Noon, June 17th 1991. Interview for corporate training job. Tie straight. Stain on shirt successfully tucked into pants. Notepad for pretending to scribble notes on in hand. Anxiety level…high.
6:30PM, June 17th 1991. Congratulatory toast for long-time friend moving to Europe. Tie straight. Stain still successfully tucked into pants. Notecards with key points in pocket. Anxiety level…high.
I clearly remember that warm, breezeless Summer day like it was yesterday. Never before had I worn my one suit all day long, nor had I been so anxious for such a long time. Upon reflection, I am struck by the similarity in my communication goals on that day and my psychological and physiological response to trying to achieve them. You see, in both of these situations, I wanted to confidently and clearly communicate successes – mine and those of my friend, but I wasn’t quite sure how to do it. Twenty plus years later, my academic and corporate work as a communication professor and presentation coach have given me some insight into how I best could have successfully communicated about success.
If I were able to speak to my younger self, I would first say “buy cialis another suit and make sure this one fits!” Second, I would detail the Three C’s for successfully communicating about success: Be Confident, Be Compelling , and Be Connected.
Regardless of if you are interviewing or giving a toast, confidence is key. When you communicate about successes, your interviewer and guests expect you to be confident. Further, if you are confident and avoid anxiety displays, your audience will be more comfortable and able to listen actively. I often remind my business school students that their first priority is to put their audience at ease so they can pay attention to their message, rather than be distracted by or feel sympathy for a nervous presenter. Confidence is more about what you show and say than how you feel. The first thing people see about you in how you position your body. Nervous and novice speakers or interviewees retreat and make themselves small and tight, such as taking a step back or wrapping arms across your chest. To be seen as confident, stand or sit in a balanced way. Square your shoulders and keep your head vertical and not tilted. When gesturing, reach out and away from your body to avoid in tight, “T-Rex” gestures. These confidence-building tips would certainly have helped me greatly while delivering my early 90’s toast. The old Super 8 film clip of my toast reveals a meek, jittery me shuffling my feet while talking to my wine glass, rather than my family and friends.
Confidence is not enough to be successful in discussing successes. You need your message to be compelling to your audience by explaining the relevance of your message to them. Too often toasts and interviews tell a story, but they don’t show a story. Showing requires specific detail to be revealed, such as facts, data, and anecdotes. Further, showing requires that you explain why what you’re saying matters to your listener(s). It’s one thing to tell your audience that your brother is a great guy, but it is more effective to toast your bother’s marriage by detailing his philanthropy and explain how his generosity led to his providing the open bar at the reception. Showing is memorable and compelling, while telling is potentially braggadocios and unimpactful. A very useful compelling strategy for answering interview questions is to invoke what I call the A.D.D. method (for “add”-ing value, not Attention Deficit Disorder):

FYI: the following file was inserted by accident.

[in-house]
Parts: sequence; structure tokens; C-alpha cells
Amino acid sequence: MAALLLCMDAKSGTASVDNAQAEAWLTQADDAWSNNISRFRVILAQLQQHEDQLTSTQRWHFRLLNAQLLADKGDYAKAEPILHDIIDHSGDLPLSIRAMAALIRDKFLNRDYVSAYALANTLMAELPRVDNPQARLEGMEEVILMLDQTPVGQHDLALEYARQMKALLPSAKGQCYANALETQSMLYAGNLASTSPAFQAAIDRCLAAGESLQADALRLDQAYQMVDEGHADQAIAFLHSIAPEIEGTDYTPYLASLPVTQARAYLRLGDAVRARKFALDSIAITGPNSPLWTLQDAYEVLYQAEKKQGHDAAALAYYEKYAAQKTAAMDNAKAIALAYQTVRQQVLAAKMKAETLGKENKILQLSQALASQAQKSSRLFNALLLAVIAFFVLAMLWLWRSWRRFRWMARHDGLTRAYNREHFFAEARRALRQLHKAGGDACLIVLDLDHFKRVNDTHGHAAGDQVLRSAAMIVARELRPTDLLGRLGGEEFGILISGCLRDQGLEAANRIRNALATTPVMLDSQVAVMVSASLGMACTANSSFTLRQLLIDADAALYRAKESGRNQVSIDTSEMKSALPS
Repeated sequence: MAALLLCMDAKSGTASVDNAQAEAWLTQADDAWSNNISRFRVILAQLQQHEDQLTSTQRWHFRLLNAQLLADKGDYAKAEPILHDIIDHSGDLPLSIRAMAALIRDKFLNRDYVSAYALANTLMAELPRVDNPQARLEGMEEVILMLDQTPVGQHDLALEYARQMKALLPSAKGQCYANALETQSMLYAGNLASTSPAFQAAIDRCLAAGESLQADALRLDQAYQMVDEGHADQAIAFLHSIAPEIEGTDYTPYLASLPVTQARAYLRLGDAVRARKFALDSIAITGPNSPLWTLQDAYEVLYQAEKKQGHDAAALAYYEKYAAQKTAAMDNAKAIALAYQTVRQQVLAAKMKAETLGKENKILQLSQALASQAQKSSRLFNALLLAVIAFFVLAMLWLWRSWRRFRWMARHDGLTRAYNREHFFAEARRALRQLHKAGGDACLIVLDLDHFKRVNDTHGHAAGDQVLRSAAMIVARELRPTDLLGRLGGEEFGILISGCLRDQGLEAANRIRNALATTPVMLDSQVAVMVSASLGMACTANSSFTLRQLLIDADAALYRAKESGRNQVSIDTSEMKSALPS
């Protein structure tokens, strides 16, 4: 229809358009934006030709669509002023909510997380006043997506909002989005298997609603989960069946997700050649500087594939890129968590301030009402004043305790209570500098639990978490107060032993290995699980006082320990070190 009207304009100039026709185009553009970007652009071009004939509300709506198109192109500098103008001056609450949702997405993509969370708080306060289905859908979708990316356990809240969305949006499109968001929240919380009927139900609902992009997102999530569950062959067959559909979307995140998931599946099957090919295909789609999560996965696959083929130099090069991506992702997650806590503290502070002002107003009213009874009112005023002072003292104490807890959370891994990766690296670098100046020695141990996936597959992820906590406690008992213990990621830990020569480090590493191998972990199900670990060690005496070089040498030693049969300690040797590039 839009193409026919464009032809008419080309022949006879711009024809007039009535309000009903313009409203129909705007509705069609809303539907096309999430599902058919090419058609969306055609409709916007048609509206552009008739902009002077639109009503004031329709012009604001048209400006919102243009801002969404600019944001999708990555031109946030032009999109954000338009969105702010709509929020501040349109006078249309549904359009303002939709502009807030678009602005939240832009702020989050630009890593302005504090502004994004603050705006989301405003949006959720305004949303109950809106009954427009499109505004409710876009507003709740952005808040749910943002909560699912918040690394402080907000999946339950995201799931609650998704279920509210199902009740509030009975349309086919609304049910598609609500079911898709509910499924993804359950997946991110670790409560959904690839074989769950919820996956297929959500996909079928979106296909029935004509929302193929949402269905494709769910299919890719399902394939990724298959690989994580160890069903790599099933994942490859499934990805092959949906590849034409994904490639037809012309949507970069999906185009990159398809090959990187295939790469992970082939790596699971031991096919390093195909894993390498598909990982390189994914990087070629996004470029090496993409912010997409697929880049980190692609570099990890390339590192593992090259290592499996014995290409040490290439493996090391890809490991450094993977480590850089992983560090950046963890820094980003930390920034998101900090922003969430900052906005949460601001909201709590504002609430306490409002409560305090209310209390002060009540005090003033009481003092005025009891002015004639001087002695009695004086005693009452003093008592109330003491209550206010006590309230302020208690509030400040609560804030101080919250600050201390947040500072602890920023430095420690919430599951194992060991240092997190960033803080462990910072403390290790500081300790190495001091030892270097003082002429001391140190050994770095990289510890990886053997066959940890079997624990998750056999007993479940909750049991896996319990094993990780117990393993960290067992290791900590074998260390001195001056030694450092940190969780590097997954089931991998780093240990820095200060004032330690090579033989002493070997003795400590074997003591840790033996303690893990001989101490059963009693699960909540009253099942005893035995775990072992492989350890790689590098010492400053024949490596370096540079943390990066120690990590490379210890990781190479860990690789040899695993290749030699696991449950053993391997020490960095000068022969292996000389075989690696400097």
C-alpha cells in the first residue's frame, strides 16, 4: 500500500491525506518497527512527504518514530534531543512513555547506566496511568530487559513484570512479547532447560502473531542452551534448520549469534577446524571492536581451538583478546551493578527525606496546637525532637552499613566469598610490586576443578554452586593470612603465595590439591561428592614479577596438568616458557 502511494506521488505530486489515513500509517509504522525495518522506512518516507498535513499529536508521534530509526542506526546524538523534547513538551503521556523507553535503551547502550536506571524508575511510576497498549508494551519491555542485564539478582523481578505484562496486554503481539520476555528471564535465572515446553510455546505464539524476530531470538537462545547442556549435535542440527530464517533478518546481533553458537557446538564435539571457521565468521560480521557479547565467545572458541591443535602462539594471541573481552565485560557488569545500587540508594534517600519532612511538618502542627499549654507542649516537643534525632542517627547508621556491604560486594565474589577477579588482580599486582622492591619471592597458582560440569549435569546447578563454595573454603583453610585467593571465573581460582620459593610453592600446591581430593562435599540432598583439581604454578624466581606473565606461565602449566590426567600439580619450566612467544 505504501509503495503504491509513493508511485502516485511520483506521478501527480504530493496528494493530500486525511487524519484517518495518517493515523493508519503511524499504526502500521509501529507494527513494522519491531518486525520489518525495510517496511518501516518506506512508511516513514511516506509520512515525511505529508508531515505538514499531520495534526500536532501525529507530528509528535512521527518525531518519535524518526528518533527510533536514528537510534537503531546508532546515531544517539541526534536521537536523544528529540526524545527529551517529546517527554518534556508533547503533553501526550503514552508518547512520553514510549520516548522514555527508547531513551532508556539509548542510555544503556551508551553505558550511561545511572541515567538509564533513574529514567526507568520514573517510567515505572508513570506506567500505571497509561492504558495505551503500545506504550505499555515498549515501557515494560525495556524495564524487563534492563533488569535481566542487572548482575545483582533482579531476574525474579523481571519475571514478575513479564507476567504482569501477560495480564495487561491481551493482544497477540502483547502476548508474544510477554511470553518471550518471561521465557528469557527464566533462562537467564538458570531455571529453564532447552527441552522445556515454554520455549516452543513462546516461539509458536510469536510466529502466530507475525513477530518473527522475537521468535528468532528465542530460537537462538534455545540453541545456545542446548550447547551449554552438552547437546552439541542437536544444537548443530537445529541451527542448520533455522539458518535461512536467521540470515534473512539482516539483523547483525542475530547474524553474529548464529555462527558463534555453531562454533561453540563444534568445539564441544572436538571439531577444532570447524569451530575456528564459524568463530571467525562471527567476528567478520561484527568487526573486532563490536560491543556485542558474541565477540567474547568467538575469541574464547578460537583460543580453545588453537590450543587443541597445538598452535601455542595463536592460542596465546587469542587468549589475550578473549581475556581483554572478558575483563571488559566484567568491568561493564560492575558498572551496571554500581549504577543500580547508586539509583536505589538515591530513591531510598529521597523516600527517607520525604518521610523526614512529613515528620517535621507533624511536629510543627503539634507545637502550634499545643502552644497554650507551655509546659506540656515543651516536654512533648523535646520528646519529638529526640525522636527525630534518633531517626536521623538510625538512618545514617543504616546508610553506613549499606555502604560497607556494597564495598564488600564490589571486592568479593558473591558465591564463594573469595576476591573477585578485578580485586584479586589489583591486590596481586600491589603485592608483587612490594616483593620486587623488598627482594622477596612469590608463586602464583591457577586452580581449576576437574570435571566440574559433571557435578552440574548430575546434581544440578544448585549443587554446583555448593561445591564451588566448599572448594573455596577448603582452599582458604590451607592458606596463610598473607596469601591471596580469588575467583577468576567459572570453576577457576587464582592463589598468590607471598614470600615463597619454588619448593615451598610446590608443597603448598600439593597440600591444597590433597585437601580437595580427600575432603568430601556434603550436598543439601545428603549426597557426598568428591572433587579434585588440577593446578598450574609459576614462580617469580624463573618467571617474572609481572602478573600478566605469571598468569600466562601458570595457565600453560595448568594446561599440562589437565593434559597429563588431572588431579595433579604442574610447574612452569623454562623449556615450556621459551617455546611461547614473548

• Answer the question in one clear, declarative sentence.
• Detail a specific, concrete example that supports your answer.
• Describe the benefits that explain why your answer is relevant to the asker.
My interview would have gone so much better that Summer morning had I not simply regurgitated my resume in monosyllabic terms. I would have been better served to detail the relevance of my qualifications to my interviewer. By being compelling, I might have become a corporate trainer that year, rather than a Tetris expert.
Being confident and compelling clearly would have helped my younger, less balding self. However, the one missing ingredient to communicating successfully about success is connecting your message to your audience. Connection is all about empathy – understanding your interviewer’s needs or the desires of assembled friends and family. The key to connection involves changing the relationship you envision having with your audience. You likely approach an interview thinking “here’s what I need to tell my interviewer,” and then you proceed to develop and ultimately deliver your thoughts and ideas. A better, more compelling approach to your interview would be to begin by asking the question: “What does my interviewer need to hear?” While this approach initially sounds similar to “here’s what I need to tell my interviewer,” the difference is striking. By embracing an interviewer-focused approach, you will automatically alter the way you construct and deliver your message. For example, if you understand your interviewer’s needs, you will adjust the language you use to match theirs; you might fold in examples that reflect his interests; or, you might compliment his accomplishments. This interviewer-focused approach will not only connect your content more — since you’re giving your interviewer what she needs in a way that she needs to hear it, but you will take the spotlight — and stress — off of yourself, which will allow you to be less nervous.
It is rare that we get the opportunity to share successes with others. Interviews and toasts afford us a unique opportunity to highlight meaningful and potentially useful information with others. To make the most of these opportunities, we need to leverage the Three C’s for successfully communicating about success.
10AM, June 18th 1991. Headache. Bad breath. Still in same shirt…with more stains. No new job.